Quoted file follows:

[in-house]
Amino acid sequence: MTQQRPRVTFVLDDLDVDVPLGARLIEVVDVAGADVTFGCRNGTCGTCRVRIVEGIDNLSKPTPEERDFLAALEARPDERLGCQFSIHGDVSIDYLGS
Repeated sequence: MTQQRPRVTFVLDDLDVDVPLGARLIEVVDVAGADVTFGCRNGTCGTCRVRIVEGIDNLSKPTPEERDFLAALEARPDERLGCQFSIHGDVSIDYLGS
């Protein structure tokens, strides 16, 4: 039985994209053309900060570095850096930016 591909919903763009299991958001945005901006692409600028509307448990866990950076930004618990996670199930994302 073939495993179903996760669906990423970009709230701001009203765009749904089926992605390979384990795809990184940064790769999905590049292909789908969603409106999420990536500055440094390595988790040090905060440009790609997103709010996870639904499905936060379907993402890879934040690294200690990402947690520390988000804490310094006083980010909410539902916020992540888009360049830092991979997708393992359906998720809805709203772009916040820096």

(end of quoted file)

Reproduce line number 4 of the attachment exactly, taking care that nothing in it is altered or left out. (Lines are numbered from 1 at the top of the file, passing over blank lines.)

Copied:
């Protein structure tokens, strides 16, 4: 039985994209053309900060570095850096930016 591909919903763009299991958001945005901006692409600028509307448990866990950076930004618990996670199930994302 073939495993179903996760669906990423970009709230701001009203765009749904089926992605390979384990795809990184940064790769999905590049292909789908969603409106999420990536500055440094390595988790040090905060440009790609997103709010996870639904499905936060379907993402890879934040690294200690990402947690520390988000804490310094006083980010909410539902916020992540888009360049830092991979997708393992359906998720809805709203772009916040820096």